On a rural roadside in southern New Jersey can be found a decaying farmhouse. A small thing, long forgotten. Concealed away behind a wall of shrubs and trees, completely ignored by the passing motorists which travel daily only some twenty feet beyond its door. Within the house however, it is apparent that time and its workings are some of the few things which have not disregarded this place. Windows are seated in crooked frames, ivy curls up and into the wooden facades, and furniture slowly sinks into the decayed flooring. Things are very quiet here, strangely so considering the close proximity of the house to the main throughway which lies just past the front porch. A layer of dust cloaks everything, slightly desaturating the surroundings, while at the same time exaggerating the amber light of the late afternoon sun.
A crumbling old home may at first seem a dull location to document, or for that matter even bother visiting at all. Perhaps this is because there are abandoned houses in nearly every town, and seeing one is hardly considered a unique experience. We assume that each of these places, though varied in some degree, all have similar stories to tell... if they even have one. If this small farmhouse has any lessons at all to impart upon its audience, it would simply be: pay heed to the ignored. For it is in this home, and countless others like it, that some of life's most poignant stories are composed. There is no more intimate place in a person's existence that their home. People loved here, they learned here, and they grew here. A house holds onto these things, absorbing them into its very fiber throughout the years, and whispers them back in subtle ways only noticeable to those who take the time to actually listen.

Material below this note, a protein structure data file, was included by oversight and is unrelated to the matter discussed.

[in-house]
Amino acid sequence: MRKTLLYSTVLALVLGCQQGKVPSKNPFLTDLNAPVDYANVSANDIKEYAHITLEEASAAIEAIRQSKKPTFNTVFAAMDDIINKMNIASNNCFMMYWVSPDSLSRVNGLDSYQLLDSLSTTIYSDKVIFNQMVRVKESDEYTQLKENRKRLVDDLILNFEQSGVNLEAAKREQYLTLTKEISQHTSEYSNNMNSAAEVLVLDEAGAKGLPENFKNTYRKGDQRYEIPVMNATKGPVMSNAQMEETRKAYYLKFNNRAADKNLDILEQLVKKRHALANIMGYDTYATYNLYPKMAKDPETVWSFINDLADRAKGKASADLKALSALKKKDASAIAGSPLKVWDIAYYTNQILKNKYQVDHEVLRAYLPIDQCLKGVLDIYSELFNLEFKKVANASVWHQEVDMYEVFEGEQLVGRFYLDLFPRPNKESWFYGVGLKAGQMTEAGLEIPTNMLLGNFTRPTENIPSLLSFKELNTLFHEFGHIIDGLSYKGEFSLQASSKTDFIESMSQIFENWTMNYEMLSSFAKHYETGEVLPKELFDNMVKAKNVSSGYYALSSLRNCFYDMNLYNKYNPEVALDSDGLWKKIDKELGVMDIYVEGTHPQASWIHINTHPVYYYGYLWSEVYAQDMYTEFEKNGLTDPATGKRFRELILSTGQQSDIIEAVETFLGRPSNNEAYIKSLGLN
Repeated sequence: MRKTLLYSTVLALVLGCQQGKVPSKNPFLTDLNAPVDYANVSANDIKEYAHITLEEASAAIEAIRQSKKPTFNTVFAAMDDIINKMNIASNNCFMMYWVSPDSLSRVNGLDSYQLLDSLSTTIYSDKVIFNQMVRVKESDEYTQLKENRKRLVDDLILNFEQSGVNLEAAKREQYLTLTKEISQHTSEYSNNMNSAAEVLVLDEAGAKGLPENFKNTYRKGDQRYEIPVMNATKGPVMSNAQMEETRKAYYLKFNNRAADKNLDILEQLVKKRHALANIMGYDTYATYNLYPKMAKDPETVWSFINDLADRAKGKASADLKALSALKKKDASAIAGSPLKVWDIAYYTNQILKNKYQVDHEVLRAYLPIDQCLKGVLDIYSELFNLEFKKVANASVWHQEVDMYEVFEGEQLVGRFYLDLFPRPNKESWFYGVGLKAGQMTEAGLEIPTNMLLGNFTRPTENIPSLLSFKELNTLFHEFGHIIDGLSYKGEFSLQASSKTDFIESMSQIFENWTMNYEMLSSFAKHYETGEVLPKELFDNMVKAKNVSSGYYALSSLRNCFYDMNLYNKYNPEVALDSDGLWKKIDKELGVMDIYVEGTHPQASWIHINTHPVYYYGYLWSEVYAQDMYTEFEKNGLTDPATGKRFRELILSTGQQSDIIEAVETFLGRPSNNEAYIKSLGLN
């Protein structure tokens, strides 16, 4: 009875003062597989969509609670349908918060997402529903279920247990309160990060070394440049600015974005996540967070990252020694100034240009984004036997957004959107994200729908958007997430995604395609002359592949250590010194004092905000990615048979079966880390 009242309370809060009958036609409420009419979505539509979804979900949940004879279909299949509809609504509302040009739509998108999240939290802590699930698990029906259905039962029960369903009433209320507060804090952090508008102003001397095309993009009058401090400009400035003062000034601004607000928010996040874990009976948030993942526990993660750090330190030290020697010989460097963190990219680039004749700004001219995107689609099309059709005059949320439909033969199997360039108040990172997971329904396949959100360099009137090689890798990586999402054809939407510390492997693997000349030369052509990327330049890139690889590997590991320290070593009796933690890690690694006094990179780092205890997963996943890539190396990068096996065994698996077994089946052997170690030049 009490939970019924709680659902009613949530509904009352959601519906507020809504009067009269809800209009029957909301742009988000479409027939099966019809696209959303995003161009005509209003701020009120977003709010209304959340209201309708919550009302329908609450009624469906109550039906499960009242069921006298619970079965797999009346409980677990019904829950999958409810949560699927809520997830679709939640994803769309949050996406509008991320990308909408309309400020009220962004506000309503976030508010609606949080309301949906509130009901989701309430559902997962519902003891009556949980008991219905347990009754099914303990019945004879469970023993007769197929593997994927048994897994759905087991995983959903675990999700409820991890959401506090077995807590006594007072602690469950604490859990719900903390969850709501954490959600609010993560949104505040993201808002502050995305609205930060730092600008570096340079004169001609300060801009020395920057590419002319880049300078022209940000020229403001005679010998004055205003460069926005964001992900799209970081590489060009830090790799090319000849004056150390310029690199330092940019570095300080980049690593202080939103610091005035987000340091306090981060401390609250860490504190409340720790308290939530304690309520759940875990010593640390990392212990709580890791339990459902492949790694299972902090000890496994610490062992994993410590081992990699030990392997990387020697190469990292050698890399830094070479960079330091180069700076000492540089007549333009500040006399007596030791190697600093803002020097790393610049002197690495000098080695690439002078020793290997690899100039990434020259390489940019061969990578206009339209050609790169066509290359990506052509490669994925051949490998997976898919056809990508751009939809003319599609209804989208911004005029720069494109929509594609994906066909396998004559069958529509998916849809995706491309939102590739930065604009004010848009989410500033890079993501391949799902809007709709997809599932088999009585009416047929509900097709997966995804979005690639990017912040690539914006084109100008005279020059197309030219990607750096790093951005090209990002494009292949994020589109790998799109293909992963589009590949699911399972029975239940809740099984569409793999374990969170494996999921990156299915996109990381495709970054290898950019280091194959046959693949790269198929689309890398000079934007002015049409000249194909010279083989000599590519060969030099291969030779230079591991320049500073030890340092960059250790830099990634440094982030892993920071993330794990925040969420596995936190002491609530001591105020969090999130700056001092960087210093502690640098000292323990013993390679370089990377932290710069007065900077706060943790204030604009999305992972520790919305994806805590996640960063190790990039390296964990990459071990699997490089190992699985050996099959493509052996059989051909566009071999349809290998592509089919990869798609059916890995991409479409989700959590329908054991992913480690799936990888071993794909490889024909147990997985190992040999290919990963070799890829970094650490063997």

This armchair is slowly sinking into the living room floor.